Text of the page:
I am new to this forum but not new to wooden boats. My first four boats were wood but they were in fresh water only and only one of them resided IN the water.
It has been many years, and many fiberglass and steel boats since then but I am now looking for another boat and I find that there are no fiberglas and few metal boats that have the lines I want in a boat. I dont know if it was the medium or just the times, but the lines of boats built before 1970 are ALWAYS easier on the eyes.
Trouble is that I live on the gulf coast where the sea water temp in summer reaches 88F and the low temp in winter is seldom below 55F In these warm waters live all sorts of beasties and worms that love the taste of Mahogany.
This still does not disuade me from my quest to have a beautiful boat...IF...it is possible/practical to have such a boat in these waters. The last thing I want to do is import a beautiful classic that someone up north could be enjoying 40 years from now if all I am going to do is shorten its life time just for my own selfish reasons.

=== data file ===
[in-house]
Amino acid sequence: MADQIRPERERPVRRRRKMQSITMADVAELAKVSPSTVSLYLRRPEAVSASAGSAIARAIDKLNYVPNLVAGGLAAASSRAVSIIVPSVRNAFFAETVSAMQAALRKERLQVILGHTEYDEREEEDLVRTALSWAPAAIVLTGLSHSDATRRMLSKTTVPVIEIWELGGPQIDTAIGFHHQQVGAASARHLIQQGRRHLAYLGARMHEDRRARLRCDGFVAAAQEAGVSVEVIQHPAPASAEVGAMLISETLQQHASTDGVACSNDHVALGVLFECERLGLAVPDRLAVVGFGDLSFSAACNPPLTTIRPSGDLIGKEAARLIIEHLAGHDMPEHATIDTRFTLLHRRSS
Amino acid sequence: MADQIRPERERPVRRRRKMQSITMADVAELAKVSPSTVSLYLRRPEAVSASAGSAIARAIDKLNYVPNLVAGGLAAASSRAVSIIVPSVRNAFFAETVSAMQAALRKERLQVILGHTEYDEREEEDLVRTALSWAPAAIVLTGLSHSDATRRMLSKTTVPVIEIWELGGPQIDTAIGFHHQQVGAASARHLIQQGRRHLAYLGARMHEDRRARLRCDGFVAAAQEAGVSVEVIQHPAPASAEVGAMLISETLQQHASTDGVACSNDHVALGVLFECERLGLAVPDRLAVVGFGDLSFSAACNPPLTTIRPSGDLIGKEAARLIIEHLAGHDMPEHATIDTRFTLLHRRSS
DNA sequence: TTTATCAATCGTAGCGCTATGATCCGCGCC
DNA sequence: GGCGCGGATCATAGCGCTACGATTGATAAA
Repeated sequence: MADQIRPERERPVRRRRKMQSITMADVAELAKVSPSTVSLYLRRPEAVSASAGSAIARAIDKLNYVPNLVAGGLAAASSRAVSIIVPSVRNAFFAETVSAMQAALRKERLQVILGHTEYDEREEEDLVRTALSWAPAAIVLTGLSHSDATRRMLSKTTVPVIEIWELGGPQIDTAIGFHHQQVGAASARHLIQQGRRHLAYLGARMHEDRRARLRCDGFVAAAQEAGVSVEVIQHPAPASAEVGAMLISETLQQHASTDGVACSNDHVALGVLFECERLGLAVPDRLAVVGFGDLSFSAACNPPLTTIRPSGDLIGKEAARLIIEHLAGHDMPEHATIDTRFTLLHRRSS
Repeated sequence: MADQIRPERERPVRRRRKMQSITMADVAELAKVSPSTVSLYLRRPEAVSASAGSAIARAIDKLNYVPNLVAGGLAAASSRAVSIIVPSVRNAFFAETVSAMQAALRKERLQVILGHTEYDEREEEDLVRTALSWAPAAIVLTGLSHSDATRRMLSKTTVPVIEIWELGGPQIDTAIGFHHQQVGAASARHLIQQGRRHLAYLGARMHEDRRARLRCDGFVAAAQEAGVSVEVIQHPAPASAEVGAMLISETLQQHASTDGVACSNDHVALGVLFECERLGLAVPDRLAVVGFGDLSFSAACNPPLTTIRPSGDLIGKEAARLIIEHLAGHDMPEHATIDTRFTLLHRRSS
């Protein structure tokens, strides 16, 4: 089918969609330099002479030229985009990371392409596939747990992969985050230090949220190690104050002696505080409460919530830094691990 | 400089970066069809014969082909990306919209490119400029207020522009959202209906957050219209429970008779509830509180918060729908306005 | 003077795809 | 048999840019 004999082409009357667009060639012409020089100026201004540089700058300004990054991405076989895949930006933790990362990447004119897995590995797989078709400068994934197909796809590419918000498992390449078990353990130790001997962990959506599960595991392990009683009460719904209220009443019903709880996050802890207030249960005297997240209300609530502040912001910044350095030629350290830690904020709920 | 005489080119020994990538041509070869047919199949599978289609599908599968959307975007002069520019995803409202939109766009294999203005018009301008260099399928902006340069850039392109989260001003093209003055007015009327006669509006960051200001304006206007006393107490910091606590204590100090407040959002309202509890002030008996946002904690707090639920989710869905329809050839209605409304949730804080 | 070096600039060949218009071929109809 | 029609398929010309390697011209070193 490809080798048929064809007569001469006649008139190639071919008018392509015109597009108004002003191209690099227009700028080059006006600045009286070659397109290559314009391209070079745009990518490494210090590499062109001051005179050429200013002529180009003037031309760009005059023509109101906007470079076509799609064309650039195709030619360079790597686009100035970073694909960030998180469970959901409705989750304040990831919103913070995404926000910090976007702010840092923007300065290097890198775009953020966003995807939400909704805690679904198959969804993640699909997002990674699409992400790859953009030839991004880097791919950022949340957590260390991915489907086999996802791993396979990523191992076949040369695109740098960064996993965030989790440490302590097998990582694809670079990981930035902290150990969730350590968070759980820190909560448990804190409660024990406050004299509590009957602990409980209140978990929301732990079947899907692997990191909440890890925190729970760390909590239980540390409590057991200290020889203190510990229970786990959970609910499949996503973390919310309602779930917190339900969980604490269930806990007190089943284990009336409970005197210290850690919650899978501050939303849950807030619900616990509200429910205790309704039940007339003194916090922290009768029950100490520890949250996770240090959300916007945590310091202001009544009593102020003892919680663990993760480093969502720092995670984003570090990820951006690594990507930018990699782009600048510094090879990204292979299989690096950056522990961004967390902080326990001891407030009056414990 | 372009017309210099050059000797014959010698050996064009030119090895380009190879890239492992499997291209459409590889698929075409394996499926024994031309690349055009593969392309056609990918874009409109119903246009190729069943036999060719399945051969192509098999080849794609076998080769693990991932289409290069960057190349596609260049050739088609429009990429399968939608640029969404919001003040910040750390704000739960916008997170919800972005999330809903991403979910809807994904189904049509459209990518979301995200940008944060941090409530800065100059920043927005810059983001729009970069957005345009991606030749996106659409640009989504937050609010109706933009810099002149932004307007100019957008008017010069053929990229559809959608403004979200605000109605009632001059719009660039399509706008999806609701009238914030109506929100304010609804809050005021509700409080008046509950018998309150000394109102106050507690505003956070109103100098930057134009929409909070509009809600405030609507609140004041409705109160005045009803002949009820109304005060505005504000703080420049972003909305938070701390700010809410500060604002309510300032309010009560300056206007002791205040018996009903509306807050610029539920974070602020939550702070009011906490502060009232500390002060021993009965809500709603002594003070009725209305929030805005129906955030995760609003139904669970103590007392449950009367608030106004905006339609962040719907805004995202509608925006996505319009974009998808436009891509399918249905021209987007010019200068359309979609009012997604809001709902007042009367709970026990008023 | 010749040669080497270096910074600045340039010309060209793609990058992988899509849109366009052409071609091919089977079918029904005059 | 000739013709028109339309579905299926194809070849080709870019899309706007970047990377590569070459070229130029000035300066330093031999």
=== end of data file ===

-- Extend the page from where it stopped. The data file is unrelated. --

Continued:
The question I want to ask of this forum is, "Is it reasonable to own a wooden motor yacht (looking for something 40' to 60') in the gulf of Mexico? Can I, by careful maintenance, keep her in good condition, or is it inevitable that she will deteriorate and die.
I would love to hear from some owners here on the Texas coast that have dealt with this problem. So far all I hear is "NO" but its all from people who dont own wooden boats. I heard the same "NO" from non owners when I was considering a steel boat. I found that they were wrong...IF YOU WATCH the things that need to be watched.
Also, while I am sure it would be very objectionable in cold waters, is there any profit in laying fiberglass over the submerged portion of a wooden boat kept in warm water?
And finaly, since summer is damned hot and is hurricane season, would there be profit inhauling the boat during the months of June thru October (times when the water is warmest and boating the least desirable) or would the drying of the hull be less desirable than the worms and bugs that would eat fastest in the warm waters.
Thanks for any comments.
Jim Isbell Corpus Christi, TX